3rd November, 2015
The Lagos State House of Assembly on Tuesday called for stiffer sanctions against manufacturers of substandard products in Nigeria.
The state lawmakers called on the country’s Senate to review the related laws and strengthen them to meet this demand.
Moshood Oshun, the lawmaker representing Lagos Mainland Constituency 2 moved the motion at the resumed sitting of the House.
Titled: “need to ensure quality control of manufactured and imported products in Nigeria,” Oshun cited some sections of the law backing the manufacturing of products in the country to back his arguments.
Oshun said that the high volume of substandard products either manufactured or imported into the country have continued to have deadly implications on the health of Nigerians and in some cases resulted into loss of lives and properties.
The House unianimously called on the National Assembly to amend the sections of the Standards Organisation of Nigeria Act N0 18, 1990 with a view to recommending stiffer penalties for contraventions of the law.
In a related development, the Assembly has called on Governor Akinwunmi Ambode to direct the Ministry of Information and every other relevant agencies to enlighten the public about the behavioural implication of strange foreign practices on the youth and encourage the practice of the Nigerian culture.
The House also called on the state Films and Video Censors Board to ensure adequate content control of films, videos and musical lyrics in the state.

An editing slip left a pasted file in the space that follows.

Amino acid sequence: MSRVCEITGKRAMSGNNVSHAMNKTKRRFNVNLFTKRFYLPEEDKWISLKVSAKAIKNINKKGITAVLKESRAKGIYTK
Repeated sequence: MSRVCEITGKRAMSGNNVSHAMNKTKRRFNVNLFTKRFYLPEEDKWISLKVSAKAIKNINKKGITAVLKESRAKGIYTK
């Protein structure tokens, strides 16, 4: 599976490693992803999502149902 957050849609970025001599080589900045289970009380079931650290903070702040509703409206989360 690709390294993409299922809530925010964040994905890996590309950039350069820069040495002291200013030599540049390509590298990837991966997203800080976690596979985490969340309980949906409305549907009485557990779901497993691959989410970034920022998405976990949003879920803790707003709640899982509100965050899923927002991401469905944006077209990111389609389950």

Adefunmilayo Tejuosho, who moved the motion, said that she was aware of a planned series of programmes to be aired by the True Life Chapter (TLC) channel on the Digital Satelite Television (DSTV) platform which tries to promote transgenders as well as gender immorality in the society.
Tejuosho expressed concern about the perceived silence of the Federal Government about the spate of uninhibited display of obscenities and uncensored programmes on the Nigerian airwaves as evident in musical videos, films and other programmes aired on national television including the ones in the state.
“If the planned transgender programme aired on the Digital Satelite Television, DSTV, is not statutorily checked before it goes public, it will not only corrupt the Nigerian youths but it is capable of luring them into sexual vices contrary to the relevant sections of the Nigerian laws which forbids homosexuality and sexual pervasion in the society.
She however said there was need for the government both at the federal and state levels to protect the sanctity of the Nigerian airwaves through the establishment and enforcement of the Censor Board and the Nigerian Broadcasting Commission to prevent contents that are offensive to under-aged viewers and audience.